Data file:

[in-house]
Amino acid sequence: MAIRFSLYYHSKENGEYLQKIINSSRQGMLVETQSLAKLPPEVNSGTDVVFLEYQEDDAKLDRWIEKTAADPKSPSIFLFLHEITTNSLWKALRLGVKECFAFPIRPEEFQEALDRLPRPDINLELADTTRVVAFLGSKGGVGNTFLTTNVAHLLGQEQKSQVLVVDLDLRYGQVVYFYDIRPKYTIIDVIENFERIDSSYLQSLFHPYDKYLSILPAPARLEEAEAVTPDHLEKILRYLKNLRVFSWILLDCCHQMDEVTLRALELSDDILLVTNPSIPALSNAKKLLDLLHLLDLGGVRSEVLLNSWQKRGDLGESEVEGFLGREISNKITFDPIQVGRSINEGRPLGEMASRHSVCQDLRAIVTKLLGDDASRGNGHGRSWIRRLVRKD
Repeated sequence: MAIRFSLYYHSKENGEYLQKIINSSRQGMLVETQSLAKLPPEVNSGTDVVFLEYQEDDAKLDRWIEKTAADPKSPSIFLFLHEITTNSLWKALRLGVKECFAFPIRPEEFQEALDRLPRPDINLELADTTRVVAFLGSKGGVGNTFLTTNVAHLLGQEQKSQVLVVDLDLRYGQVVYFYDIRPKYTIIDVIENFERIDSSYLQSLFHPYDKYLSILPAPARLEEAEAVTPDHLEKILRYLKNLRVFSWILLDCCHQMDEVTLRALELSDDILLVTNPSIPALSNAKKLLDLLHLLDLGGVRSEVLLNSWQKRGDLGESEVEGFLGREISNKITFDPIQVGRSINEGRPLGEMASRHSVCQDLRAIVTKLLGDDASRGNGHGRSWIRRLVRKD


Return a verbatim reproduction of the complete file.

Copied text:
[in-house]
Amino acid sequence: MAIRFSLYYHSKENGEYLQKIINSSRQGMLVETQSLAKLPPEVNSGTDVVFLEYQEDDAKLDRWIEKTAADPKSPSIFLFLHEITTNSLWKALRLGVKECFAFPIRPEEFQEALDRLPRPDINLELADTTRVVAFLGSKGGVGNTFLTTNVAHLLGQEQKSQVLVVDLDLRYGQVVYFYDIRPKYTIIDVIENFERIDSSYLQSLFHPYDKYLSILPAPARLEEAEAVTPDHLEKILRYLKNLRVFSWILLDCCHQMDEVTLRALELSDDILLVTNPSIPALSNAKKLLDLLHLLDLGGVRSEVLLNSWQKRGDLGESEVEGFLGREISNKITFDPIQVGRSINEGRPLGEMASRHSVCQDLRAIVTKLLGDDASRGNGHGRSWIRRLVRKD
Repeated sequence: MAIRFSLYYHSKENGEYLQKIINSSRQGMLVETQSLAKLPPEVNSGTDVVFLEYQEDDAKLDRWIEKTAADPKSPSIFLFLHEITTNSLWKALRLGVKECFAFPIRPEEFQEALDRLPRPDINLELADTTRVVAFLGSKGGVGNTFLTTNVAHLLGQEQKSQVLVVDLDLRYGQVVYFYDIRPKYTIIDVIENFERIDSSYLQSLFHPYDKYLSILPAPARLEEAEAVTPDHLEKILRYLKNLRVFSWILLDCCHQMDEVTLRALELSDDILLVTNPSIPALSNAKKLLDLLHLLDLGGVRSEVLLNSWQKRGDLGESEVEGFLGREISNKITFDPIQVGRSINEGRPLGEMASRHSVCQDLRAIVTKLLGDDASRGNGHGRSWIRRLVRKD